I have written about gun violence before. A long-time Colorado resident, I’m no stranger to the spectacle of mass shootings. I was 30 when two teenagers shocked the nation by shooting up Columbine High School in my hometown of Littleton. In 2012, I was 44 when we were returning from a trip to the mountains and I had to inform my sons about a mass casualty event in an Aurora movie theater, 20-some miles from our home. The following year we witnessed another school shooting down the street from our home at Arapahoe High School. Now, in 2021, we once again had to discuss a horrific shooting in a place they have visited many times. They were not exactly surprised.
As a parent, the most difficult part about the proliferation of random gun violence is not the fear of losing my sons in a mass casualty event (although they never get dropped at school — or anywhere else — without that thought crossing my mind), but is instead the tough conversations I have with them after more innocents have been murdered. Our oldest was born two years after Columbine. He and his brother have grown up in a world I could not have imagined as a teenager hanging out in malls and skating rinks and concert halls without a thought in my mind about guns. Their youth was defined by fear of gun-related violence. The toll that school lockdowns and shooting safety drills have taken on their psyches is measurable in their anger, frustration, and anxiety. After I informed my oldest about the shooting yesterday evening, his response was predictable. He immediately became angry, swearing that he would never raise his own children in this country. He then pivoted to fear, asking me if I had given any thought to expatriating to a less gun-happy country. Finally he settled upon bitterness, saying only that he was “done” with it. If in the past 21 years since the violence at Columbine we adults haven’t been able to find a solution to this situation, he knows there is a little hope for change going forward. Our divided political landscape suggests he is correct in this assumption.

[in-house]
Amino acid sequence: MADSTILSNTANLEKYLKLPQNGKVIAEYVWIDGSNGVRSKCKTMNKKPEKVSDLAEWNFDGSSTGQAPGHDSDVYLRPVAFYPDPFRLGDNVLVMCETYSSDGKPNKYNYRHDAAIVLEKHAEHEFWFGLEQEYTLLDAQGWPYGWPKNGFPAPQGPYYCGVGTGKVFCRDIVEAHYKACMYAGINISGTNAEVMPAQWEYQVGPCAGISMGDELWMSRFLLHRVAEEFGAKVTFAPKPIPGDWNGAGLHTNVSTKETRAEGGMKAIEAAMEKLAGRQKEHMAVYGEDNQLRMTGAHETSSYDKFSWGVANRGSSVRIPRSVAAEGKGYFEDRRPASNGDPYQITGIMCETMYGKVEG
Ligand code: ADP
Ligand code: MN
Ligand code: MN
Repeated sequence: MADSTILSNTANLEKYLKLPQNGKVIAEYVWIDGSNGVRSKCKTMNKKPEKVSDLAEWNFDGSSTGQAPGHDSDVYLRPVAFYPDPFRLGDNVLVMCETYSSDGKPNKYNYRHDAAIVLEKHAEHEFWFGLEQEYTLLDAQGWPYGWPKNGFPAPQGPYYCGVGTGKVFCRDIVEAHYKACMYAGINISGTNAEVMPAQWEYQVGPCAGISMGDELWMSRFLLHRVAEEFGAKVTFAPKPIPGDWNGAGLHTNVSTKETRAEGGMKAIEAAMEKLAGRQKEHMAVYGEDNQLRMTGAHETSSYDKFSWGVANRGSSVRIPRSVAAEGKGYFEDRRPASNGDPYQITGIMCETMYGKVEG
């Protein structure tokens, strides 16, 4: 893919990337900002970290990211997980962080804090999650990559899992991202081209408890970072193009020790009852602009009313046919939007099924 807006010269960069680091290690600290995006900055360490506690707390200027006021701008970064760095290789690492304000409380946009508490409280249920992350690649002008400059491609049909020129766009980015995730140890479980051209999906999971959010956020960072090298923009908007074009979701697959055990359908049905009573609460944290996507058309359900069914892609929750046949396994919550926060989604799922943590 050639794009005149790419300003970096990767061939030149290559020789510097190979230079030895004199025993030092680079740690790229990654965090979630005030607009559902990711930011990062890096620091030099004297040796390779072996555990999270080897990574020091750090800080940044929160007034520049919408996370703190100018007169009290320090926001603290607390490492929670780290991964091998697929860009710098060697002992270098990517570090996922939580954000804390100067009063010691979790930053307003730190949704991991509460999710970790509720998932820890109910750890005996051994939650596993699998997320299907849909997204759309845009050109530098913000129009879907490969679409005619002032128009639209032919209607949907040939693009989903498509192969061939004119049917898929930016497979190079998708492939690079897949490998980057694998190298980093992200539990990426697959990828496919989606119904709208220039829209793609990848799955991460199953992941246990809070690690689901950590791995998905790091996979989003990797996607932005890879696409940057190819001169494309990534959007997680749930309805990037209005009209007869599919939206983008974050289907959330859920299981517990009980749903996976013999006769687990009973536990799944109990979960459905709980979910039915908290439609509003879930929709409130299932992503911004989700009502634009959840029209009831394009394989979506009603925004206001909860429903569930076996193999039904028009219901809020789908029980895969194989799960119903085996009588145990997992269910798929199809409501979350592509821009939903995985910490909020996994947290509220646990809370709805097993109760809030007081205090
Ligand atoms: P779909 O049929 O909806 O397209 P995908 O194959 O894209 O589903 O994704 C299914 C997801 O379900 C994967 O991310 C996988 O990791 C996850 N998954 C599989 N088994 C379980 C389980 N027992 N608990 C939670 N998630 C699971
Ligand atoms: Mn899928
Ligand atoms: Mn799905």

Our sons are disillusioned. Their reality is that adults have failed them on sensible gun legislation, among other things. They are frustrated and scared and angry, and you can’t blame them. They are right. The ever-present threat of death at someone else’s gun-toting hands has gifted their generation with legitimate mental duress. When you’ve been doing lockdown drills since elementary school, barricading yourself in a classroom and hiding under your desk in preparation for becoming a human target, you might feel unimportant and unheard. On January 6th when the US Capitol building was attacked by a violent mob, both our sons said that maybe now the lawmakers would be able to understand what it’s like to be a student in today’s schools, to be hiding and fearful. Gen Z is filled with depressed, anxious, and lost individuals. Youth suicide rates climbed 56% between 2007 and 2017. Today’s kids are struggling for many reasons, and the adults in the room seem okay with it. Or at least we don’t seem to care enough about the mental and emotional health of our own children and grandchildren to make substantive changes for them.
I’m sorry, boys. I’m sorry adults in my generation and others haven’t done more to protect you and your peers. I’m sorry I’ve had to tell you too, too many times about lives lost in pointless shootings in schools and theaters and churches and shopping centers. I’m sorry that my donations to organizations fighting for commonsense gun legislation, my letters and calls to our congressional representatives in DC, and my attendance at various protest marches against gun violence weren’t even close to enough to help effectuate meaningful change. I’m sorry that our government hasn’t made headway on this issue and that we’ve accepted that your loss of innocence and sense of personal safety are the price for protecting the Second Amendment and the freedoms of those who choose to own guns. You deserve better. I see that. I see your fears and I know how these preventable tragedies vex you and affect your mental health. Your elders have no legitimate excuses. And I’m sorry.